On Monday, September 15th, Nancy and Sanford Robinson found a balloon had crash landed in their backyard — not a giant hot air balloon, but a typical children’s balloon once filled with helium. The red balloon had shriveled down to about the size of an orange, but the logo imprinted on its side was still legible: “First United Credit Union.”
The Robinsons, who live in Foxcroft-Dover, Maine (population 4,213), were curious where the balloon came from, so they hopped on a computer to see where First United was based. Turns out the $29 million credit union was located in Grandville, Michigan.
Apparently the balloon had traveled over 1,000 miles before finally laying to rest in the Robinson’s yard.
How did the balloon get from Michigan to Maine? Was this part of a crafty publicity stunt? Apparently no. It was just a happy accident.
“We think a balloon became lost from its owner at an event we sponsored earlier this summer,” explains First United President/CEO Mark Richter. “We sponsor many community events. We’re always there to support our members with giveaways, refreshments and balloons for the kids.”
“We give balloons out daily, so perhaps a child accidentally let the balloon go,” Richter speculates.
The credit union isn’t entirely sure when the balloon was lost, so it’s impossible to know how long the balloon’s flight took. Travelling roughly 10 miles an hour, the balloon could have completed the trek (all 903 miles, as the crow flies) in as little as four and a half days.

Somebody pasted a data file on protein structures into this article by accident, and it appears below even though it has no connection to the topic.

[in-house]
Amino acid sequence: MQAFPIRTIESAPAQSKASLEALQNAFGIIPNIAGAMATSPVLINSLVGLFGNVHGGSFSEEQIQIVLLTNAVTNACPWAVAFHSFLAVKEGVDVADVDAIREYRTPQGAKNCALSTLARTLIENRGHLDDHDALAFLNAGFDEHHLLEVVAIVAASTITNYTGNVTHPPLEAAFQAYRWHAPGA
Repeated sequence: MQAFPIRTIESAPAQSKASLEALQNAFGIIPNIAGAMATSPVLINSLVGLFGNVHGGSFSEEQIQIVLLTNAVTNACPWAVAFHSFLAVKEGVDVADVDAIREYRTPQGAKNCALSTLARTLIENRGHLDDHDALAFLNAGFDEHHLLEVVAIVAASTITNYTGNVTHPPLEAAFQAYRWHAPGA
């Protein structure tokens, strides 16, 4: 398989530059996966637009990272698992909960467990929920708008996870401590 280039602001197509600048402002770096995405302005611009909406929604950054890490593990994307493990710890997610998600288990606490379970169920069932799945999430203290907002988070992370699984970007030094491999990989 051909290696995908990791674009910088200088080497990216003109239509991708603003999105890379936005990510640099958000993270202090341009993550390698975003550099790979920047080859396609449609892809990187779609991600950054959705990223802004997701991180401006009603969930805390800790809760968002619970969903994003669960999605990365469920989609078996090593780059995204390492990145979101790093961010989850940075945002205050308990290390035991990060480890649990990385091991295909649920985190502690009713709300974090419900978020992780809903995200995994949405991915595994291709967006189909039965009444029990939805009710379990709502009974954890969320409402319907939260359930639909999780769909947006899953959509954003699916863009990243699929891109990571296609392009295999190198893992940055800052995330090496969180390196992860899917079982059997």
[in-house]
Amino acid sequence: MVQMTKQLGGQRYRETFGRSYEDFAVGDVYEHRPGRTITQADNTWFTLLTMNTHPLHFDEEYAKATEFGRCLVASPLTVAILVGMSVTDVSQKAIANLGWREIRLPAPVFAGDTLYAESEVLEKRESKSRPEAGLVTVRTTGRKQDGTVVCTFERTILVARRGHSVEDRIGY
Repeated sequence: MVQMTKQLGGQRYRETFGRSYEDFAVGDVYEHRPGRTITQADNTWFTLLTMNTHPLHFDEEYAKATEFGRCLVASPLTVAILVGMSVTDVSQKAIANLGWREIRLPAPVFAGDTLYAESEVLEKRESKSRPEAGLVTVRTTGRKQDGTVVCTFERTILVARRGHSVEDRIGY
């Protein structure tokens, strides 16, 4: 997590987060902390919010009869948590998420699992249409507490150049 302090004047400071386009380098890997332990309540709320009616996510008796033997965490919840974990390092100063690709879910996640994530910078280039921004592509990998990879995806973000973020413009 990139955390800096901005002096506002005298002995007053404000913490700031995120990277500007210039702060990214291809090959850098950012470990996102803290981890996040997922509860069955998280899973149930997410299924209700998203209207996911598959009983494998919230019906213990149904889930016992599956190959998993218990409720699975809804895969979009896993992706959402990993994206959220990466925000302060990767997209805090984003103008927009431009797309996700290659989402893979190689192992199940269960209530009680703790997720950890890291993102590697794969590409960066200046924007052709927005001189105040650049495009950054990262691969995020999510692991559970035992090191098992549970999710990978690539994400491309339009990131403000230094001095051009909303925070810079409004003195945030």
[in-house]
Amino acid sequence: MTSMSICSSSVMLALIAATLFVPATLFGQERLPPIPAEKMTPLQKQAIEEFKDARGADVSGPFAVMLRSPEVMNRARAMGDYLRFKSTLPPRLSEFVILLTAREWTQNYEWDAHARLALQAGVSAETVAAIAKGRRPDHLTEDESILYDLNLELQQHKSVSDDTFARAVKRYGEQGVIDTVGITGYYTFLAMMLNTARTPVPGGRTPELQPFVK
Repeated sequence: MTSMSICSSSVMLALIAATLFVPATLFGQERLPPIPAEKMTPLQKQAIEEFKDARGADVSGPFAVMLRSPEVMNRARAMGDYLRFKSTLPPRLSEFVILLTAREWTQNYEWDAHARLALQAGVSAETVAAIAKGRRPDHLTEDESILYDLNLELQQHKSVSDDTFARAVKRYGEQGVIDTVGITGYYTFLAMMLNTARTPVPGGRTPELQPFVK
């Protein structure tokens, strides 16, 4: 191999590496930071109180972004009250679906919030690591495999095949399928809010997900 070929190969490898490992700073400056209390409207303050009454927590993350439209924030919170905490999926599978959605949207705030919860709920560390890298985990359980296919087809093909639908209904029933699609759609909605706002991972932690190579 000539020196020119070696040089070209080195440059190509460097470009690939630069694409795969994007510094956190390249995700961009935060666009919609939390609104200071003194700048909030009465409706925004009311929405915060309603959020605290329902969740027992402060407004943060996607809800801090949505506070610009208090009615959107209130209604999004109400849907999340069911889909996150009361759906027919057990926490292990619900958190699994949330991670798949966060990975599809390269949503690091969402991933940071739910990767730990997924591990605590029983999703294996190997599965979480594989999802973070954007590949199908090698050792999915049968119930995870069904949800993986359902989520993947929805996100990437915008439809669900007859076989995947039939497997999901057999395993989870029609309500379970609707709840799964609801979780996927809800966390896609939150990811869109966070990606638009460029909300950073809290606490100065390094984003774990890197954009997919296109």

Even though the balloon’s trip was an accident, First United knew the story was noteworthy enough to bang out a quick press release. They figured they could squeeze the balloon (yuck, yuck) for some extra PR mileage.
“Everyone believes in doing business over long distance with ease and convenience,” the credit union said in a statement distributed to news organizations. “First United takes this strategy to a new level with its incredible story of one small, red balloon.”
“How far will your financial institution go for you?” the press release continues. “We always goes the extra mile for members.”
Effective PR Is More Than Hot Air
Banks and credit unions around the world pound out thousands of press releases every week. Most are stuffy, dull, predictable announcements that generate little interest and even less press. They are, in a word… boring. There’s no hook, nothing noteworthy or unusual, no life, no personality. There is no story. And that’s what every journalist wants to publish, because that’s what every reader wants to hear: a good story. Little red balloon travelling 1,000 miles is a good story. In fact, it’s such a good story that it may invoke in some readers memories of a classic children’s film, “The Red Balloon.” Stories like these intrigue people, and ignite their imagination.
First United didn’t deliberately set out to create a PR coup with an apparently errant balloon, but they created a little free press for themselves out of it — the kind of feel-good story that the banking industry seldom tells but could sorely use.